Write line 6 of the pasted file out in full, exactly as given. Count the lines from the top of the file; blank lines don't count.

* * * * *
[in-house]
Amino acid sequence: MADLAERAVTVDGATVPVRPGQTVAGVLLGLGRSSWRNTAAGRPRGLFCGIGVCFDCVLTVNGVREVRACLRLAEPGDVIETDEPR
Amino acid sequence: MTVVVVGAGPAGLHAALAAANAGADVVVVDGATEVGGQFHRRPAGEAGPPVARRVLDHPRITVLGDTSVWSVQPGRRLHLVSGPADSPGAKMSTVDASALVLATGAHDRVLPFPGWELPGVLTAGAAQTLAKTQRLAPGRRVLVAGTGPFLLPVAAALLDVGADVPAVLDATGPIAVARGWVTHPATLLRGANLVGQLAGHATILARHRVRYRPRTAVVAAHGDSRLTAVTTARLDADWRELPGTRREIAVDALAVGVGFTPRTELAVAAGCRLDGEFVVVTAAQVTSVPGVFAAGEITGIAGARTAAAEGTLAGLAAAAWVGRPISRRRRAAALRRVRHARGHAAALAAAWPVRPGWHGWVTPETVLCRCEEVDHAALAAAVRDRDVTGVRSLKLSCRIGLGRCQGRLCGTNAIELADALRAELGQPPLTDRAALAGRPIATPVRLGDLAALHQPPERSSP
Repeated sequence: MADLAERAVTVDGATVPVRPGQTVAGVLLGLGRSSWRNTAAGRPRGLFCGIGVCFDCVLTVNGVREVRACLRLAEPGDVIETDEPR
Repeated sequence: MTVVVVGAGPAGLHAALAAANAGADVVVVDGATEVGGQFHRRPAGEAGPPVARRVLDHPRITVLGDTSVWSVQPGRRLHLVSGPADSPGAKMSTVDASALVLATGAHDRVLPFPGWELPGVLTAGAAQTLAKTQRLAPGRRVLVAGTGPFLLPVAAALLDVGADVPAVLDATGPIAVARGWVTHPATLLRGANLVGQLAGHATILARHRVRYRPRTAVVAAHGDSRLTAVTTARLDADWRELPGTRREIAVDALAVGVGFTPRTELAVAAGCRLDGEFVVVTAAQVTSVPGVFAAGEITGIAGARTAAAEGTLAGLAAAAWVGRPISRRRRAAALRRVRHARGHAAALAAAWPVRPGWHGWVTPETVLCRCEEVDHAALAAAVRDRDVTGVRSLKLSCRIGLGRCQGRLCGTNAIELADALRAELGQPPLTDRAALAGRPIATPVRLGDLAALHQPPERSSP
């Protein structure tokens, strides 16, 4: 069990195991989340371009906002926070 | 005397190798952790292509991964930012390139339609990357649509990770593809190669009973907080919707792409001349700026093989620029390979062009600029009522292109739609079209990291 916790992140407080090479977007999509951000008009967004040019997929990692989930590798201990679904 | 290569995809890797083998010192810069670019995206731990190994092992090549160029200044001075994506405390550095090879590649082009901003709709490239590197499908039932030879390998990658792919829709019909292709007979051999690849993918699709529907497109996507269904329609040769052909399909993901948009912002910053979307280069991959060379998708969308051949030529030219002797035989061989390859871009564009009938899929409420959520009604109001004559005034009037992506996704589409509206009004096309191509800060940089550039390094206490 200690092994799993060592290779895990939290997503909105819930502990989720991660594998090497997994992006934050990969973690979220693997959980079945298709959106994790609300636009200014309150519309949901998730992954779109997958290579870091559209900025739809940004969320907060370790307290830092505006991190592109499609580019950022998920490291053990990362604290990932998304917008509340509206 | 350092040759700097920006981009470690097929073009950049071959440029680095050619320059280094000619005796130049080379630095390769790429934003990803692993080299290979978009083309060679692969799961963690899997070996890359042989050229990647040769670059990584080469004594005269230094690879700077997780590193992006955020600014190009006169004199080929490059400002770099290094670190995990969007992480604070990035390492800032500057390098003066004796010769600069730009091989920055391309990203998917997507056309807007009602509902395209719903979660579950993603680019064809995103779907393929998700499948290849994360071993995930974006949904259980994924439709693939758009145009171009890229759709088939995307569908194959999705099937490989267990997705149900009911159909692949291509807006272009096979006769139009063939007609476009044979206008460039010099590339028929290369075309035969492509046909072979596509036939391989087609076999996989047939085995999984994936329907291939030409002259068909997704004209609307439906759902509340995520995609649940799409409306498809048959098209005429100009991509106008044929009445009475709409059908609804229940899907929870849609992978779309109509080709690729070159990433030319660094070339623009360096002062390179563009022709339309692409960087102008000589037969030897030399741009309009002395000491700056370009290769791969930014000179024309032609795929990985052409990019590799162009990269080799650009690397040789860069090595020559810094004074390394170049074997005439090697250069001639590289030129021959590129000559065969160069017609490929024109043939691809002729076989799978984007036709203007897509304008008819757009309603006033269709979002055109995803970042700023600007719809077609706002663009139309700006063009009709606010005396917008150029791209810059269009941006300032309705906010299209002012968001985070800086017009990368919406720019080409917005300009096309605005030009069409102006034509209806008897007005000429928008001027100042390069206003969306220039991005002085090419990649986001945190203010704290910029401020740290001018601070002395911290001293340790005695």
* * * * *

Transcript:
């Protein structure tokens, strides 16, 4: 069990195991989340371009906002926070 | 005397190798952790292509991964930012390139339609990357649509990770593809190669009973907080919707792409001349700026093989620029390979062009600029009522292109739609079209990291 916790992140407080090479977007999509951000008009967004040019997929990692989930590798201990679904 | 290569995809890797083998010192810069670019995206731990190994092992090549160029200044001075994506405390550095090879590649082009901003709709490239590197499908039932030879390998990658792919829709019909292709007979051999690849993918699709529907497109996507269904329609040769052909399909993901948009912002910053979307280069991959060379998708969308051949030529030219002797035989061989390859871009564009009938899929409420959520009604109001004559005034009037992506996704589409509206009004096309191509800060940089550039390094206490 200690092994799993060592290779895990939290997503909105819930502990989720991660594998090497997994992006934050990969973690979220693997959980079945298709959106994790609300636009200014309150519309949901998730992954779109997958290579870091559209900025739809940004969320907060370790307290830092505006991190592109499609580019950022998920490291053990990362604290990932998304917008509340509206 | 350092040759700097920006981009470690097929073009950049071959440029680095050619320059280094000619005796130049080379630095390769790429934003990803692993080299290979978009083309060679692969799961963690899997070996890359042989050229990647040769670059990584080469004594005269230094690879700077997780590193992006955020600014190009006169004199080929490059400002770099290094670190995990969007992480604070990035390492800032500057390098003066004796010769600069730009091989920055391309990203998917997507056309807007009602509902395209719903979660579950993603680019064809995103779907393929998700499948290849994360071993995930974006949904259980994924439709693939758009145009171009890229759709088939995307569908194959999705099937490989267990997705149900009911159909692949291509807006272009096979006769139009063939007609476009044979206008460039010099590339028929290369075309035969492509046909072979596509036939391989087609076999996989047939085995999984994936329907291939030409002259068909997704004209609307439906759902509340995520995609649940799409409306498809048959098209005429100009991509106008044929009445009475709409059908609804229940899907929870849609992978779309109509080709690729070159990433030319660094070339623009360096002062390179563009022709339309692409960087102008000589037969030897030399741009309009002395000491700056370009290769791969930014000179024309032609795929990985052409990019590799162009990269080799650009690397040789860069090595020559810094004074390394170049074997005439090697250069001639590289030129021959590129000559065969160069017609490929024109043939691809002729076989799978984007036709203007897509304008008819757009309603006033269709979002055109995803970042700023600007719809077609706002663009139309700006063009009709606010005396917008150029791209810059269009941006300032309705906010299209002012968001985070800086017009990368919406720019080409917005300009096309605005030009069409102006034509209806008897007005000429928008001027100042390069206003969306220039991005002085090419990649986001945190203010704290910029401020740290001018601070002395911290001293340790005695």